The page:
Among 13 crimes set to no longer carry the death penalty in China is the smuggling of gold or silver. The proposed amendment to China’s criminal statutes would reduce the number of crimes punishable by death to 55. That China has in its laws the death penalty for smuggling gold or silver shows just how much the State fears honest money.
Other death penalty crimes set to be eliminated include the smuggling of cultural relics or rare animals, trafficking in tax invoices, teaching crime-committing methods, robbing ancient cultural ruins and carrying out fraudulent activities with letters of credit or financial bills. Such is life (and death) in a total police state.
Honest commodity money has always been the bane of the State. Gold and silver come into existence only through the expenditure of capital and labor. Paper money, the first form of dishonest money, can be introduced into the money supply via the printing press and the legal right to print the money. In the United States, that right is granted exclusively to our central bank, the Federal Reserve System.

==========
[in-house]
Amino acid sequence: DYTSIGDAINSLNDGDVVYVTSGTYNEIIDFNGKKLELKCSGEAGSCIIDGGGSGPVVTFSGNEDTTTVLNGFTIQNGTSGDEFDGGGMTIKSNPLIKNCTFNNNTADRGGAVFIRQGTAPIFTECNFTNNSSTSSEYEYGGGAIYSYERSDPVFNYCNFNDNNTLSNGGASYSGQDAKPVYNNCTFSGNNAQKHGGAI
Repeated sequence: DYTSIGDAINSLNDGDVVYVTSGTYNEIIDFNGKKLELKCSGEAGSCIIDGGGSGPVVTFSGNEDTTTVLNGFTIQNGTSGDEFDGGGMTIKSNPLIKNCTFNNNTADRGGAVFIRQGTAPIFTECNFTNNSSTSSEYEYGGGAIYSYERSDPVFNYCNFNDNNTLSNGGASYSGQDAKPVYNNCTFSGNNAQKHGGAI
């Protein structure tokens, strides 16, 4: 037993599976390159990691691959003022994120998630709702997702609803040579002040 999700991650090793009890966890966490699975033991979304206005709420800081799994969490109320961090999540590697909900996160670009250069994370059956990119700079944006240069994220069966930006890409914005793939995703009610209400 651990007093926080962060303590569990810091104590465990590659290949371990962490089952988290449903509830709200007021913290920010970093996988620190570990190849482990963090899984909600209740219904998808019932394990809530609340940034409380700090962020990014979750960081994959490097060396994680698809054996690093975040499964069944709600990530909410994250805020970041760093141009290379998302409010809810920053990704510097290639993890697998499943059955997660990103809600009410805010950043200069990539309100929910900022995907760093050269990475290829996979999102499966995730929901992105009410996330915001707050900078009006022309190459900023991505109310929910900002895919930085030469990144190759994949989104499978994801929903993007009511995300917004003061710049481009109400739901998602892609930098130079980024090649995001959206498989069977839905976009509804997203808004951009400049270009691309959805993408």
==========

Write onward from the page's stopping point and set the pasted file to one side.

However, today the bulk of the new money that the Fed brings into creation is not printed but is result of computer keyboards. While most people never stop to think about it, most of today’s dollars are computer entries, digital dollars that are merely electronic impulses on silicon bubbles. Digital dollars have absolutely no intrinsic value. At least after the Germans destroyed their currency in the great hyperinflation of 1921-1923, they could burn the money for heat.